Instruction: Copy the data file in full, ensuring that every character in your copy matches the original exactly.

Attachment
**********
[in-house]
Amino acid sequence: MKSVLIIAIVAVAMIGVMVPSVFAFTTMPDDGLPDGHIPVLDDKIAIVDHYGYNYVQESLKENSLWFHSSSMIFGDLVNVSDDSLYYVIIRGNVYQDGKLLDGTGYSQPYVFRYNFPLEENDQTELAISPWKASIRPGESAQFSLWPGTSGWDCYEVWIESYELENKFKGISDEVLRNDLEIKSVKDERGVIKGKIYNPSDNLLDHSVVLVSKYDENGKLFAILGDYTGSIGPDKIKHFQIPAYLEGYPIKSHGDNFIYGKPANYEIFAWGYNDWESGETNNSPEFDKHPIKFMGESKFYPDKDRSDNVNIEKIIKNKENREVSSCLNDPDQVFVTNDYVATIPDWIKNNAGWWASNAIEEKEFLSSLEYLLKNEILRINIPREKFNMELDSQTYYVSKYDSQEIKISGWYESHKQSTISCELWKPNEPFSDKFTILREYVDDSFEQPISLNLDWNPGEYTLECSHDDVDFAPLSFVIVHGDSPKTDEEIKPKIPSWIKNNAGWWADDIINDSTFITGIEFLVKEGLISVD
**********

[in-house]
Amino acid sequence: MKSVLIIAIVAVAMIGVMVPSVFAFTTMPDDGLPDGHIPVLDDKIAIVDHYGYNYVQESLKENSLWFHSSSMIFGDLVNVSDDSLYYVIIRGNVYQDGKLLDGTGYSQPYVFRYNFPLEENDQTELAISPWKASIRPGESAQFSLWPGTSGWDCYEVWIESYELENKFKGISDEVLRNDLEIKSVKDERGVIKGKIYNPSDNLLDHSVVLVSKYDENGKLFAILGDYTGSIGPDKIKHFQIPAYLEGYPIKSHGDNFIYGKPANYEIFAWGYNDWESGETNNSPEFDKHPIKFMGESKFYPDKDRSDNVNIEKIIKNKENREVSSCLNDPDQVFVTNDYVATIPDWIKNNAGWWASNAIEEKEFLSSLEYLLKNEILRINIPREKFNMELDSQTYYVSKYDSQEIKISGWYESHKQSTISCELWKPNEPFSDKFTILREYVDDSFEQPISLNLDWNPGEYTLECSHDDVDFAPLSFVIVHGDSPKTDEEIKPKIPSWIKNNAGWWADDIINDSTFITGIEFLVKEGLISVD